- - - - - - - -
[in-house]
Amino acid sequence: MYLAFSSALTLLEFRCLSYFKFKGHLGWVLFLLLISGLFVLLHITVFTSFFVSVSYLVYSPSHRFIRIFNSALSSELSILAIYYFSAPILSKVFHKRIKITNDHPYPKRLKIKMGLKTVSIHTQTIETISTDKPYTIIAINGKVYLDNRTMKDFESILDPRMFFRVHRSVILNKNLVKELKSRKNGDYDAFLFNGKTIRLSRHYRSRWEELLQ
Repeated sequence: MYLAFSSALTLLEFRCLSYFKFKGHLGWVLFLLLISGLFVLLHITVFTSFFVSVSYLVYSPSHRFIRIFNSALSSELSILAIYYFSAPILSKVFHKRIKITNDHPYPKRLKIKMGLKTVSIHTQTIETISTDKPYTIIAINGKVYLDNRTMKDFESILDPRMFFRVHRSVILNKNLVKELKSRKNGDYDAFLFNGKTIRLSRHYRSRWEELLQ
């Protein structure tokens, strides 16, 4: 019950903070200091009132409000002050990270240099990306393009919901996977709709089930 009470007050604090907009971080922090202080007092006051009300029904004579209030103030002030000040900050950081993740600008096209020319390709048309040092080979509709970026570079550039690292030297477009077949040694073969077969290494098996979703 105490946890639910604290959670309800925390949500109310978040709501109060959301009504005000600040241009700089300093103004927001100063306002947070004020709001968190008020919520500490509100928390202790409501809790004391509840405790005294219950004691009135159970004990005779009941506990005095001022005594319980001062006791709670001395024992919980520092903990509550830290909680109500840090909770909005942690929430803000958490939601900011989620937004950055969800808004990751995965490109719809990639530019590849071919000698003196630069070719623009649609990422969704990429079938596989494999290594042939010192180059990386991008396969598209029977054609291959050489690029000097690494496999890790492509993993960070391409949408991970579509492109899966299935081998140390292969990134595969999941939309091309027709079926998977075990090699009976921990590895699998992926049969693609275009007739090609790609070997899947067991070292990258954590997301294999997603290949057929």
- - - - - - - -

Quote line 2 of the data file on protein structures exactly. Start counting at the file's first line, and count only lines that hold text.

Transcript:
Amino acid sequence: MYLAFSSALTLLEFRCLSYFKFKGHLGWVLFLLLISGLFVLLHITVFTSFFVSVSYLVYSPSHRFIRIFNSALSSELSILAIYYFSAPILSKVFHKRIKITNDHPYPKRLKIKMGLKTVSIHTQTIETISTDKPYTIIAINGKVYLDNRTMKDFESILDPRMFFRVHRSVILNKNLVKELKSRKNGDYDAFLFNGKTIRLSRHYRSRWEELLQ